Thanksgiving Turkey and Traditions

Posted by on Nov 21, 2023 in Current Events, People and Culture, United States

Americans love turkey on Thanksgiving, and it’s only fitting that the president pay homage to one of the countries dearest traditions. Just look at some of these turkey facts through American history.

  • One of the country’s founding fathers Benjamin Franklin had proposed the turkey as the United States’ national bird, instead of the bald eagle. Franklin thought the bald eagle had “bad moral character,” saying, “I wish the bald eagle had not been chosen as the representative of our country! The turkey is a much more respectable bird, and withal a true original native of America.”
  • Don’t believe the myth of turkey and tryptophan. This Health Care Triage video takes on this holiday myth:

Thanksgiving has been observed by some of America’s earliest leaders. In recent years, the president has received a turkey from a farmer who raises turkeys, but instead of eating the turkey, the president sets it free. This tradition is a fun way the president celebrates the Thanksgiving holiday.

Bush Starts the Tradition

In the past, presidents and their families often ate these pardoned turkeys on Thanksgiving. This officially changed in 1989 when President George H. W. Bush said the turkey “would not end up on anyone’s dinner table, not this guy. He’s granted a presidential pardon as of right now.” A pardon is freedom from punishment. When the president pardons those in jail or prison, they are set free. When the turkey gets a pardon, it means the president won’t eat it.

Although President Bush was the first White House occupant to officially pardon a turkey, there are several instances in our nation’s history in which a president has spared a turkey. Abraham Lincoln—the president who made Thanksgiving a national holiday—may have interrupted a cabinet meeting in 1863 to save a turkey named Jack from execution because his son had befriended the bird. (But this sounds a bit more like a national myth than something based in fact.) John F. Kennedy was presented a turkey in 1963 but he suggested that the farmer and his family who donated the bird should keep it and “it’s our Thanksgiving present to him.”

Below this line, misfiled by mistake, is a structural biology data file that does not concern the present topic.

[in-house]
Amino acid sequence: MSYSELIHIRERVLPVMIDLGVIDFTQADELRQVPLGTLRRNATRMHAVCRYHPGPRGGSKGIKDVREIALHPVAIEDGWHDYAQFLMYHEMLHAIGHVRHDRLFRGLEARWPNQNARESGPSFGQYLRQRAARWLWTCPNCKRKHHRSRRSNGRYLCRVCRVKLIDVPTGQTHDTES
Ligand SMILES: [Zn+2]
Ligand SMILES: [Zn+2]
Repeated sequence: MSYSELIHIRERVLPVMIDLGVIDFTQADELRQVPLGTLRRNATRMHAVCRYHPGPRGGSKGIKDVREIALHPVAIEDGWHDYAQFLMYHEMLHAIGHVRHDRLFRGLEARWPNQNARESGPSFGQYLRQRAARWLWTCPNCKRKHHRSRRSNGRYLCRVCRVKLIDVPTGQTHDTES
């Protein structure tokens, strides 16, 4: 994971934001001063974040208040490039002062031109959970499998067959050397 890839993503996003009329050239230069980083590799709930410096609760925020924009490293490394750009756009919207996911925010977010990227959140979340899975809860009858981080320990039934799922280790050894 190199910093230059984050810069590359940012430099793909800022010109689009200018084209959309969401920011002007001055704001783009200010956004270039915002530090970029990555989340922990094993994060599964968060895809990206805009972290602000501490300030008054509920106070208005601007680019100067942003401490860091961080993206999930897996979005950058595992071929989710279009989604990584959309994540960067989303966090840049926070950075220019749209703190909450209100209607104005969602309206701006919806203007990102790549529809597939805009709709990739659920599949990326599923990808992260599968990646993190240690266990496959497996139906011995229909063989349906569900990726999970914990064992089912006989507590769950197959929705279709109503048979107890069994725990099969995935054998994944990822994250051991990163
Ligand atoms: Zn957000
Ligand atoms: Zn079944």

Pardons Today

The turkey pardon has gotten bigger since 1989. In 1990 the pardoned poultry was sent to a farm park in northern Virginia. Today, the turkey spends the night before the official ceremony feasting on corn and soybeans in a Washington, D.C., hotel. From 2005 to 2009, the pardoned turkey was the Grand Marshal in the Disney Thanksgiving Day Parade, and the lucky bird got to retire to Disneyland’s Big Thunder Ranch.

President Barack Obama and President Donald Trump sent pardoned turkeys to the Gobbler’s Rest area on the campus of Virginia Tech. In 2002, President Joe Biden explained that last year’s turkeys ( named Chocolate and Chip) were going to the poultry science department at North Carolina University after they were pardoned.

For more information on the history of the turkey pardoning ceremony, visit this archived White House link.

The Great Thanksgiving Listen

Another part of the United States’ Thanksgiving tradition is spending time with your extended family. Thanksgiving is often a time when families travel to see one another and celebrate. When you get together with your relatives, why not spend some time listening to your older family members and learning about the past?

If you really want to make this family time special, ask your relative if you can make a recording of your conversation and save it for future use. If you get your relative’s permission, you can even make the recording part of the Great Thanksgiving Listen project. The interview will be added to the StoryCorps Archive at the American Folklife Center at the Library of Congress!

Learn more about the Great Thanksgiving Listen project by watching this short video.